It just got a little harder — again — to try to do good in China. On Thursday, China's Congress passed a controversial new law imposing stricter regulations on non-Chinese NGOs operating inside the country, according to Xinhua.
Starting in 2017, the new law will put foreign NGOs under the Public Security Bureau's supervision instead of the Ministry of Civil Affairs, which currently oversees them. Foreign NGOs will face tighter control and supervision of their daily activities and finances.
Even prior to the law's passage, the climate hasn't been great for NGOs in China. In January, a Swedish activist "confessed" on China's state television CCTV to charges of damaging national security with his NGO's support of local rights lawyers.
The Overseas NGO Management Law has raised widespread concern among international organizations and politicians:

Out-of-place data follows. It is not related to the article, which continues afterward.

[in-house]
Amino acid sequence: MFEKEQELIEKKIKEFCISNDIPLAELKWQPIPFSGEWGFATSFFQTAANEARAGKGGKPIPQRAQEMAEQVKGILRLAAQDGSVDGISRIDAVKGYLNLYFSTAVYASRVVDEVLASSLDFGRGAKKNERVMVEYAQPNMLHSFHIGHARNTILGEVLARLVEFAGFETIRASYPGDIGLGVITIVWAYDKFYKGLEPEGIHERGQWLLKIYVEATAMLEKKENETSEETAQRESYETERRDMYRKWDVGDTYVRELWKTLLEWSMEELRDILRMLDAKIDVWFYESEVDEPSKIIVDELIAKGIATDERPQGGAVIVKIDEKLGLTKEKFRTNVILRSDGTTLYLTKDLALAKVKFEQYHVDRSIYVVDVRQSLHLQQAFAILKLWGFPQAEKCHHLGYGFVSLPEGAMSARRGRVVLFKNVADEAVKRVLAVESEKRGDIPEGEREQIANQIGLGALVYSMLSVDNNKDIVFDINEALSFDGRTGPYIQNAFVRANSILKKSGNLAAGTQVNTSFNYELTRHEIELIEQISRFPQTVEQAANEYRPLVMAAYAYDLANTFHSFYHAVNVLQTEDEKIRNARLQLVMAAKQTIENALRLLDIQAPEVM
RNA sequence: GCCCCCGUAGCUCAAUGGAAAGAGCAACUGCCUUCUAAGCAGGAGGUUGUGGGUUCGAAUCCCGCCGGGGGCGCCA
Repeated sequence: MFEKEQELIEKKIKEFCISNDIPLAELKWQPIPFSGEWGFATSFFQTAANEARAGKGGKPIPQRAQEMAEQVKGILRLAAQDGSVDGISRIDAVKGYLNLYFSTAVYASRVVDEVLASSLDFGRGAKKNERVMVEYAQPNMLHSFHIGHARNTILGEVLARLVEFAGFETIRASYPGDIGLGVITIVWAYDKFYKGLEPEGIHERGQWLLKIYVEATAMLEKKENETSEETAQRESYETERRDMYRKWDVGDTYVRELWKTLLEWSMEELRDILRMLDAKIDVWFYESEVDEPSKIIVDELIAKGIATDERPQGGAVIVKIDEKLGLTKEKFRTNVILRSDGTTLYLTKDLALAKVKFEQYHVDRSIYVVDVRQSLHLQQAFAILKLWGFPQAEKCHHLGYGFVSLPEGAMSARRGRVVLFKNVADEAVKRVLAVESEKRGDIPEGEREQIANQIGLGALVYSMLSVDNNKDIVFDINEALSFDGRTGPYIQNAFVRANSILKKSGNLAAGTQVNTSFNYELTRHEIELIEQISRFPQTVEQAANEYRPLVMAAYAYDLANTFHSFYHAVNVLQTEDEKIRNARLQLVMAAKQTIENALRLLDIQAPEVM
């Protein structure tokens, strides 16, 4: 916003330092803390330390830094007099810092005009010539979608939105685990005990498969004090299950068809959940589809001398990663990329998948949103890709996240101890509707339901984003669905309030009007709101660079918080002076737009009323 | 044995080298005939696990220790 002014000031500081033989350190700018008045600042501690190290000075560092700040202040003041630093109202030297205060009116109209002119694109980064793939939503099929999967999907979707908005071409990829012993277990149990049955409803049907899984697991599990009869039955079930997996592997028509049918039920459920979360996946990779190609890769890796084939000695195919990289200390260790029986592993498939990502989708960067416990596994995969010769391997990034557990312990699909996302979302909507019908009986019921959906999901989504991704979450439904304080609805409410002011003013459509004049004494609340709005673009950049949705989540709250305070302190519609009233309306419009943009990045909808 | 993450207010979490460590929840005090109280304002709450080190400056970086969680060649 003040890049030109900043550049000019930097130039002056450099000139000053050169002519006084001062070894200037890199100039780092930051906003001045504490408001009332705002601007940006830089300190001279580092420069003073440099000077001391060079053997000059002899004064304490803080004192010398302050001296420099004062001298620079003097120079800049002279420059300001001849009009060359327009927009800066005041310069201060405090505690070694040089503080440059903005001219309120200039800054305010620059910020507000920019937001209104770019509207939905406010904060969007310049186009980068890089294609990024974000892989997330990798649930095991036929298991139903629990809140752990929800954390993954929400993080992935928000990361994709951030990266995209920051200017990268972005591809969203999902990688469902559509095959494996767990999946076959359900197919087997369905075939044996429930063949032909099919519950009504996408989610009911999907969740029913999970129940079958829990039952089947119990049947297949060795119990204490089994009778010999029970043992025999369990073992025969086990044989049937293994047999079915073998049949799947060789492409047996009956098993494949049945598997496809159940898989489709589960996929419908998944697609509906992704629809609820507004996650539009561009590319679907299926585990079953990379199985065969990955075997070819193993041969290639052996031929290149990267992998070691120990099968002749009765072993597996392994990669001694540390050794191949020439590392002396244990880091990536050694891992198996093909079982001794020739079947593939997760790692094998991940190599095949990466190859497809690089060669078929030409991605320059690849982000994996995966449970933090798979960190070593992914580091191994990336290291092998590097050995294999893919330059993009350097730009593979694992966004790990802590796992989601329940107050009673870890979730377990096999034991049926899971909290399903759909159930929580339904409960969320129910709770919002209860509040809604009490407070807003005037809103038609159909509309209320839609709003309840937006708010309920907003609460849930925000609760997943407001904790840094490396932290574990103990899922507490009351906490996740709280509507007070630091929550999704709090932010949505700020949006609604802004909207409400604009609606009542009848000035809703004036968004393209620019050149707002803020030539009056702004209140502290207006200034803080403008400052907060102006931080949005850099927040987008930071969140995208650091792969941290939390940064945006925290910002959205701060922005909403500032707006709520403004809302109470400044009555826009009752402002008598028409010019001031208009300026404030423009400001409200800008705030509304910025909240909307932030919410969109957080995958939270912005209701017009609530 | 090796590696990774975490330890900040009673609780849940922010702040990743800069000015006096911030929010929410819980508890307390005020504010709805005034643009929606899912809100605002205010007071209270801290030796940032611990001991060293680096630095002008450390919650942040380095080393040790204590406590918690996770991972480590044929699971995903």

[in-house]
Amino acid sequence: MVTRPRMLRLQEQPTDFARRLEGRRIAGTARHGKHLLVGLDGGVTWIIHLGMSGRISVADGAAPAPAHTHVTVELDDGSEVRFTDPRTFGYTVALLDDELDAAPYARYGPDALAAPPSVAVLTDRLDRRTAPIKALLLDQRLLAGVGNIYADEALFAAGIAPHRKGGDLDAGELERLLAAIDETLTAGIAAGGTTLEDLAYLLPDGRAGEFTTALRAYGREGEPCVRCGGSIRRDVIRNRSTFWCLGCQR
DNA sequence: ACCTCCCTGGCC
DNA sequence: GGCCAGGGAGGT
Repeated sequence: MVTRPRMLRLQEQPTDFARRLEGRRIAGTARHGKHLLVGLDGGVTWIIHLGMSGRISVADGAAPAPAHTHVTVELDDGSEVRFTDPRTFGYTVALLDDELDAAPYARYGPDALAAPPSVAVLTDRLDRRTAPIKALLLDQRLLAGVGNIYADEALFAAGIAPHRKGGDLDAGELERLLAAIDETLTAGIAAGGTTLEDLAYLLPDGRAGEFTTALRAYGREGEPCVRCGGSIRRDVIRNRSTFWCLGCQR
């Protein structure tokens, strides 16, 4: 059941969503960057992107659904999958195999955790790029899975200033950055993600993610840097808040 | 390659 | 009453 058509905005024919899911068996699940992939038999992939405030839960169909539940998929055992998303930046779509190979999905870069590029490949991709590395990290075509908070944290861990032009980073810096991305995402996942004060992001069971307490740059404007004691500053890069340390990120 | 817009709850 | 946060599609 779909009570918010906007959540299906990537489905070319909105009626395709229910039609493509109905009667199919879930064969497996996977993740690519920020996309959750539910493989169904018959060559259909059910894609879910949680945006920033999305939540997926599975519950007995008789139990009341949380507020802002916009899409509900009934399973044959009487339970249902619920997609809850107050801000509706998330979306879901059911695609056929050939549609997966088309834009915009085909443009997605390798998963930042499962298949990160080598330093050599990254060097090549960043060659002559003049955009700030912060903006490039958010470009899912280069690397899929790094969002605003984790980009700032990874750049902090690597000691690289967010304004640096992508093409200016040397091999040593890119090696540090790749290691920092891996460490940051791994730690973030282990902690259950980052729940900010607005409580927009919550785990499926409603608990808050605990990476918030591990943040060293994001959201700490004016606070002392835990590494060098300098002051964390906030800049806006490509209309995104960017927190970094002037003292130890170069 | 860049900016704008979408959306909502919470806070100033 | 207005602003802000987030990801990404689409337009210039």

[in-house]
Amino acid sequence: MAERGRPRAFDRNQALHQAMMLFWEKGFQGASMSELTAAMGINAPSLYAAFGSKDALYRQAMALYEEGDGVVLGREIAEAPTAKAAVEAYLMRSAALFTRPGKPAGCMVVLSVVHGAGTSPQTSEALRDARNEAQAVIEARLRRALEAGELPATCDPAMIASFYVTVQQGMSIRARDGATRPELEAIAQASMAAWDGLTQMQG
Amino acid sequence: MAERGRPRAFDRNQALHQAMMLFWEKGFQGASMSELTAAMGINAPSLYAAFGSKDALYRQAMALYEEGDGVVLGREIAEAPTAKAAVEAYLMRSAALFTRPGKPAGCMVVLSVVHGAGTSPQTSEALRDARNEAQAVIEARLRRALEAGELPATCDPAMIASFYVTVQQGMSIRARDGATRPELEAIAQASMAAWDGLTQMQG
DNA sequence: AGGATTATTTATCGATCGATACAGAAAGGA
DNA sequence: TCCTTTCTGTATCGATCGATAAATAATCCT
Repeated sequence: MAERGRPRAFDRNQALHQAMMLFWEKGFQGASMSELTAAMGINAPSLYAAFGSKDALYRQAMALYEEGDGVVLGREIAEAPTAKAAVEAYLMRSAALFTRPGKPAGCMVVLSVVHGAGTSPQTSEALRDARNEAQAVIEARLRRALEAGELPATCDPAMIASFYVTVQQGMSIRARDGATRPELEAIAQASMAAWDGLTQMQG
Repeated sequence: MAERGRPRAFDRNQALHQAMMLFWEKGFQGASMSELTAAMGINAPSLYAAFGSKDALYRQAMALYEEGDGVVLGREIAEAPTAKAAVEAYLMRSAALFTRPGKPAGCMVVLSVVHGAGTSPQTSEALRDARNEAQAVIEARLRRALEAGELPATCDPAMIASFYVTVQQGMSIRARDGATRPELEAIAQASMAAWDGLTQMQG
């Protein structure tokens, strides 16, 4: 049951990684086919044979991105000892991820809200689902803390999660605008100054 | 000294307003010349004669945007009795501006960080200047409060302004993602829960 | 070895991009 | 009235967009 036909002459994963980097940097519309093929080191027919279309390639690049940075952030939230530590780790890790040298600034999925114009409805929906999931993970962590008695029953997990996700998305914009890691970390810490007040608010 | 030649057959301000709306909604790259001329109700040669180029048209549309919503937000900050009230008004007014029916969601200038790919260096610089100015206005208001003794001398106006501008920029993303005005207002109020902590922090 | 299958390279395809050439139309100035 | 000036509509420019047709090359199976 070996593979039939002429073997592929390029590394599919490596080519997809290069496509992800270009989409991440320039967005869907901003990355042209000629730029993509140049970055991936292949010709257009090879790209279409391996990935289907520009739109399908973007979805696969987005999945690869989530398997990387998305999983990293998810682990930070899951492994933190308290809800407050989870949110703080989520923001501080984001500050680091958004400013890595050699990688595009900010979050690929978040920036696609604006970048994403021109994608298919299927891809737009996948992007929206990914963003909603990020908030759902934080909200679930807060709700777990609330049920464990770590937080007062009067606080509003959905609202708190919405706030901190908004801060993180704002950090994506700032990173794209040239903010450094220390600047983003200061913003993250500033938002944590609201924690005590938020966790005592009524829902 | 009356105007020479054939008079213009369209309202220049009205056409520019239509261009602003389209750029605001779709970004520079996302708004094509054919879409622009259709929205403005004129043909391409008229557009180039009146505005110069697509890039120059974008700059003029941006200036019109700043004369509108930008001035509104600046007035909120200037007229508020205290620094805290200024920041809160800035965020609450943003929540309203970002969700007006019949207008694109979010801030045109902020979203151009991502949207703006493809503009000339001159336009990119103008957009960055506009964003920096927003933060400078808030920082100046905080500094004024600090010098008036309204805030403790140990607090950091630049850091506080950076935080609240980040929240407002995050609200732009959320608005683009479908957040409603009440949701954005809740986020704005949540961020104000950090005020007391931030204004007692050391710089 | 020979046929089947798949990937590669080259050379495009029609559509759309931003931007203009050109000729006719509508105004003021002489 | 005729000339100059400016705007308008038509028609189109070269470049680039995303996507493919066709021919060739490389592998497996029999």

The new law is viewed as part of a series of campaigns cracking down on any perceived threat against the Communist Party. Just two weeks ago, Chinese women were warned not to fall in "dangerous love" with foreign men – they might be spies:
In the same vein is China's new foreign media ban, which was said to go into effect in March. (But people are still puzzled over the actual effect the law's had.)
For a police force that's busy monitoring conversations and activities of people including journalists, dissidents, protesters on a 24/7 basis both on and offline, it remains unclear how much they'll cope with 7,000 more organizations to look after.
The police will be now entitled even greater a power to scrutinize their operations: overseas NGOs will be required to have the endorsement of a local organizations; an organization will be forced to shut down if it doesn't receive official approval to operate in the country.
But China is not alone in cracking down on outside influences. Powerful nations such as Russia and India are reportedly using similar tactics in limiting overseas NGOs to step up the state's powers.